Footballer who killed referee with one punch during park game jailed for eight years

His victim's wife, Kris Bieniewicz, held up red card as he was led from the dock

An amateur footballer who killed a referee with one punch was jailed for at least eight years as his victim’s widow held up a red card in court.

Pulling it from her pocket, Kris Bieniewicz said: “The one final thing that I want to do is, I would like to serve Mr Saad with the red card that he was entitled to.”

Bassel Saad, a 37-year-old car mechanic, admitted punching John Bieniewicz without warning as he prepared to send him off the pitch during a match in Livonia, Detroit.

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Bassel Saad punched a referee in a rage as he prepared to give him his second yellow card, sending him off

Footage from the court showed Saad keeping his back turned to Mrs Bieniewicz as she held up her red card, and to his victim's sister Mary Daly as she gave her statement.

"Our brother was killed not by accident, not by illness but by the rage of another person," she said.

"Our big, close-knit family has been forced into experiencing all of life's moments without John. That is our life sentence."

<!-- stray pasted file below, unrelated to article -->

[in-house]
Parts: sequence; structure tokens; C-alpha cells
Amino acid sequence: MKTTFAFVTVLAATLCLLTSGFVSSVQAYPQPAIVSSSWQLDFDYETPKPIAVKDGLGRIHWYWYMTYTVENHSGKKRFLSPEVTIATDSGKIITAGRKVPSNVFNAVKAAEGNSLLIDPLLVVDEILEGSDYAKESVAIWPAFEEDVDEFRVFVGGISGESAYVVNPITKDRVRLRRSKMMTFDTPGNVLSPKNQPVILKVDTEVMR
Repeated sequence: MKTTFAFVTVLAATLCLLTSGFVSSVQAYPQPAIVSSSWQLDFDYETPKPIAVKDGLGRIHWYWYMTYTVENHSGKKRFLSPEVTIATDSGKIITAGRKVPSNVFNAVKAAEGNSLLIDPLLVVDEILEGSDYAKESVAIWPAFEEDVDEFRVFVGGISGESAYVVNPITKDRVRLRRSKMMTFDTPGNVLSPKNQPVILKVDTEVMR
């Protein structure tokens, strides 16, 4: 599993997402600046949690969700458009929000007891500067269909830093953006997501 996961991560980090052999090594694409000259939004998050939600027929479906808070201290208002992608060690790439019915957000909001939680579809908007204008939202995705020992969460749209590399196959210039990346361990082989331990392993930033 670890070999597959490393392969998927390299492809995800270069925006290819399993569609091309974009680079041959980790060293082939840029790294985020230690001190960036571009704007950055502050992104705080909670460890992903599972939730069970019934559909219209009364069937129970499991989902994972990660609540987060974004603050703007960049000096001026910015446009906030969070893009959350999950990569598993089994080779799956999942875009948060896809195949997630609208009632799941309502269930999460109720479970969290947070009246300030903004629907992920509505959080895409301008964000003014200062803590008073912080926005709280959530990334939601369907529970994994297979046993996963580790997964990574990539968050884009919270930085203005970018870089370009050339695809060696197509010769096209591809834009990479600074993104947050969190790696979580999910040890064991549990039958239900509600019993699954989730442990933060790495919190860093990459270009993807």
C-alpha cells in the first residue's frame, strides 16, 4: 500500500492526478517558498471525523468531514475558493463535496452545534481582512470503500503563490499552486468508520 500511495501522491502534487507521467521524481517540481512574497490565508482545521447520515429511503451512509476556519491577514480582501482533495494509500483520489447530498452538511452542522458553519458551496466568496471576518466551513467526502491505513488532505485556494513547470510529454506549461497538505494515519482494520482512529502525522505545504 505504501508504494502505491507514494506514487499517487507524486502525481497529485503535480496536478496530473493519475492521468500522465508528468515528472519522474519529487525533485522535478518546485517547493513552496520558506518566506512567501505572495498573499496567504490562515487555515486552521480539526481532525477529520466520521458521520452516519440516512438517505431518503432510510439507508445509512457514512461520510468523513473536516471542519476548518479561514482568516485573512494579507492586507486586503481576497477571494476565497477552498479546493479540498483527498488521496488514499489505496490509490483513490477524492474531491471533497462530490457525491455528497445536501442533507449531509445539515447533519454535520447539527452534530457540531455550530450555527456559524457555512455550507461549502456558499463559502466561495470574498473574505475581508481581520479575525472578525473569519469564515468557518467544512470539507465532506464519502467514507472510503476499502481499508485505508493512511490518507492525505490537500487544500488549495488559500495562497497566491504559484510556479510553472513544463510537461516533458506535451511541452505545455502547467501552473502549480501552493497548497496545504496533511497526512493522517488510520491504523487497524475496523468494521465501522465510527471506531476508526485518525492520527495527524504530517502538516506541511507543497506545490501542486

Saad was sentenced yesterday to a maximum of 15 years in prison for involuntary manslaughter and will be eligible for parole after eight.

He must also pay his victim’s family  $9,265 (£6,280) and could be deported.

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Bassel Saad pleaded guilty to a punch that killed an amateur football referee

Saad fled the park after the attack in June but surrendered himself to police the next day, being charged with second-degree murder when Mr Bieniewicz, 44, died two days later.

He expressed remorse at the sentencing hearing, Sky News reported, crying as he told the judge he prays for his victim’s family and his two children.

"I hope he's with us and he can hear me," he said. "I think about him and his family every day."

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John Bieniewicz, a father of two, was killed by a footballer who punched him

The player had already been issued a yellow card by Mr Bieniewicz for a foul earlier in the match and was about to get a red one for verbal abuse when he punched the referee in the head, knocking him unconscious. 

“For better or for worse, you've come to personify all that's wrong with many people's belief about the escalation of violence in sports,” Judge Thomas Cameron told Saad, Click on Detroit reported.

The case against Saad has put a spotlight on out-of-control recreational sports games and inspired Michigan officials to consider new creating offences for assaults on referees.